4 ASC leaders on industry growth

During an Oct. 14 panel led by Scott Becker at the Becker's ASC Virtual Event, industry experts gathered to discuss where they see the potential for growth in ambulatory surgery center chains.

The panel included:

Lew Little, president and CEO of Covenant Surgical Partners

David Young, president and CEO of Physicians Endoscopy

Anthony Romeo, MD, executive vice president of DuPage Medical Group

Nader Samii, CEO of National Medical Billing Services 

Below is an excerpt from the discussion. Click here to access the recording on demand.

Note: This article is lightly edited for clarity and length. 

Question: Where do you see growth for ASC chains?

Lew Little: I certainly do not want to make light of this terrible pandemic, but for the ASC industry, it'll be a little bit like passing a kidney stone. Very painful, but we'll get over it and get through it. I think the industry will come out stronger after it comes out. We've learned so much and [have] become so resilient over the last six months, but I do think growth will occur for a couple of reasons. Number one, I think that people who have been independent who had to weather the storm by themselves will begin to think being associated with David [Young] is not that bad an idea. It really might be something that you'd want to do. We do see more openness to partnering.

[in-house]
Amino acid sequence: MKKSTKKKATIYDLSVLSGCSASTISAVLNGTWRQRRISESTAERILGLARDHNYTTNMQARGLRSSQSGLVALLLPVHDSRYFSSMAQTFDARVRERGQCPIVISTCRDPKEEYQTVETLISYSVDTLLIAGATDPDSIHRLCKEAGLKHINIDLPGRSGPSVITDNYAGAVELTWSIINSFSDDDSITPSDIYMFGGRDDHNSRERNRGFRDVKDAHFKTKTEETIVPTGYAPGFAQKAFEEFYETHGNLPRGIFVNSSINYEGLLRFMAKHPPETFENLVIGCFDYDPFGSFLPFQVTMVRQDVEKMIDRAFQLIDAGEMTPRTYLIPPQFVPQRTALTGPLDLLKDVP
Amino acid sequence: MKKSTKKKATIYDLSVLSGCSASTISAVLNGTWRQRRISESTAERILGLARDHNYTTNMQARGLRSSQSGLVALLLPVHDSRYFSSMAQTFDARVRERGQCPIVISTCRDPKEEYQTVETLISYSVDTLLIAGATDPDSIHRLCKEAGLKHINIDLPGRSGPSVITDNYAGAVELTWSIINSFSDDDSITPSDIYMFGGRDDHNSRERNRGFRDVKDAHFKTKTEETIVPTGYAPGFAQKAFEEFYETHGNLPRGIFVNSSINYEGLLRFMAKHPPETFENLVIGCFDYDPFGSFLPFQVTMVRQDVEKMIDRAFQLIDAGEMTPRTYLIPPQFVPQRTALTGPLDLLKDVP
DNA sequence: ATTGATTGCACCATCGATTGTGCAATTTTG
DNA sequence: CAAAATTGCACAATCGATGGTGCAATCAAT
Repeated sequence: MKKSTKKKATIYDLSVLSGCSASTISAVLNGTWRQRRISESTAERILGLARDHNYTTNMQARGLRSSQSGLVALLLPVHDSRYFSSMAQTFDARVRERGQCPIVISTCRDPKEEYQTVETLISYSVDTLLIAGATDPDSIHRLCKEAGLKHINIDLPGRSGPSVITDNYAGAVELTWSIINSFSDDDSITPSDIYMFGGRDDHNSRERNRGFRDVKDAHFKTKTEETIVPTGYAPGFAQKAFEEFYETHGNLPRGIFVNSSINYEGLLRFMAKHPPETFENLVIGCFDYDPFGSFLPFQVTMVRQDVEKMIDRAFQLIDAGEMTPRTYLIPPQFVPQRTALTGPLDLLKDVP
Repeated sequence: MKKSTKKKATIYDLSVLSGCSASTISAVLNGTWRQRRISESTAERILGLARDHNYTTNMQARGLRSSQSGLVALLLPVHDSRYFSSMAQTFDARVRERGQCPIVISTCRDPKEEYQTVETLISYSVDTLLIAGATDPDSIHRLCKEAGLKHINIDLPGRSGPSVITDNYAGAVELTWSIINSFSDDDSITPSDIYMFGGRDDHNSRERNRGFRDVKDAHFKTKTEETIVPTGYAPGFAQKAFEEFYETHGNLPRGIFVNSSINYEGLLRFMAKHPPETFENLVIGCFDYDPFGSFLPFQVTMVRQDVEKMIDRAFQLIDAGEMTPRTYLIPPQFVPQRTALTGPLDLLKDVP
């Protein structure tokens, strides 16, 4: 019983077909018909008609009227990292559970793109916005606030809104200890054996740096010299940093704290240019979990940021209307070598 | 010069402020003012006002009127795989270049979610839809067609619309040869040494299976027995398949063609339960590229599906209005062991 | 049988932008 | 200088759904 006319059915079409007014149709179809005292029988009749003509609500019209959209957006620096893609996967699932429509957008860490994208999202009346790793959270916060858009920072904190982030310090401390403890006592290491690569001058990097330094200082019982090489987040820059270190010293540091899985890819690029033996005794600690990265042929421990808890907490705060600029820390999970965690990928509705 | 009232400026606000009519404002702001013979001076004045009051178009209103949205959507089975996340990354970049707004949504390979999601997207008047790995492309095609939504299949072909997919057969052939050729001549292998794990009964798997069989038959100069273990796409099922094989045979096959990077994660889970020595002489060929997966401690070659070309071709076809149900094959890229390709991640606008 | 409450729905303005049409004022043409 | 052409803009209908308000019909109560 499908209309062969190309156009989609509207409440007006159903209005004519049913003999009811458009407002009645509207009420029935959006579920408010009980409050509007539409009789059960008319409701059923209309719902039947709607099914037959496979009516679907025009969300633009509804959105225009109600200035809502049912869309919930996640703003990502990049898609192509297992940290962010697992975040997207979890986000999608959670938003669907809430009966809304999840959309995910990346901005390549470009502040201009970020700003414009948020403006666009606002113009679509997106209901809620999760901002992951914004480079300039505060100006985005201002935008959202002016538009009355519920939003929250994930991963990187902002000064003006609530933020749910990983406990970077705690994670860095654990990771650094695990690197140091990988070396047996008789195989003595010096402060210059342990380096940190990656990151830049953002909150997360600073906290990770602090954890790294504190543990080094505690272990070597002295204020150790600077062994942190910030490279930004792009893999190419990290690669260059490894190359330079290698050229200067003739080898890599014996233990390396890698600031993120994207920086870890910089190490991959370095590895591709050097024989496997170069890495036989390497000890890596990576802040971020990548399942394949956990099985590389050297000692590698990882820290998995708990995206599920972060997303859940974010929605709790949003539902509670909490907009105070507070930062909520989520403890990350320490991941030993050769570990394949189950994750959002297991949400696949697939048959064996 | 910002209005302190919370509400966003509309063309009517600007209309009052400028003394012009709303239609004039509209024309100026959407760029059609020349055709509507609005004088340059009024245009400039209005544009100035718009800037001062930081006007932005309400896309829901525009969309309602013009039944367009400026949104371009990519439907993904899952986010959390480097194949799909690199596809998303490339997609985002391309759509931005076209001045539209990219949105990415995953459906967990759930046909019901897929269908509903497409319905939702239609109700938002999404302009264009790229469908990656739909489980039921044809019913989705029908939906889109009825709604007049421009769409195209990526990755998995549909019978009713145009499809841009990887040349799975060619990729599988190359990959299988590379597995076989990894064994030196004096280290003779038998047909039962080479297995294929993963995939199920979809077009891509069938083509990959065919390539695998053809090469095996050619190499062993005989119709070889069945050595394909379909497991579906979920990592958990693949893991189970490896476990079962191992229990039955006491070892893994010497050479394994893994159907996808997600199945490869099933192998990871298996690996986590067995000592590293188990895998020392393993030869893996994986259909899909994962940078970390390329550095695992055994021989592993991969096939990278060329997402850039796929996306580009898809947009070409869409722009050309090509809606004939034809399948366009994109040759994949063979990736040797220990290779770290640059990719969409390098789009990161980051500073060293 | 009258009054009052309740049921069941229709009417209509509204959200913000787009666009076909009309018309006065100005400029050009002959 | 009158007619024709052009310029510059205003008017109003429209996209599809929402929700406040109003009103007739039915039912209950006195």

Second, for us, I think we've focused on GI and ophthalmology. My guess is that we would continue to look at a third specialty, that would be whether it be orthopedic, pain, cardiology, something where we could use our expertise on the surgery center side to bring benefit to partners in one of those specialties. Then third really, I think that as we mentioned earlier on payer strategies, things like [recruiting] physicians. We've also stood up a physician recruiting function within our company, and not to mention private equity. For us, we finally have the resources with the backing of our private equity partner, KKR, to really create the organization that we want so we can better support our patients. 

David Young: I do believe that there will be alignment with payers and health systems on working with doctors to have three-way joint venture partnerships to allow de novos to be built or acquisitions to take place on the ASC side. I do believe that will be a stronger opportunity going forward as it meets the needs of the health systems, so they meet the need of their payer requirements as well, and there's a good alignment of a model there. On top of that, as you think about some of the ASCs that have not chosen to be part of a corporate relationship, go back to Lew's point, the COVID experience has been a challenging experience in many ways for many operational financial reasons.

It really does emphasize the value potentially of what a corporate partner can bring in a true partnership model, and I do believe that many of the ASCs, the owners who have not gone through a partnership discussion, will now think about it, but on top of that, many of them may have had a very strong practice and ASC-aligned model. The role in the movement of the ASC organizations into the practices now opens up a different dialogue that maybe was not an open dialogue before, because you're talking about a complete service solution working with the doctors from everything from practice, anesthesia, and fusion, pathology, ASC management, investment.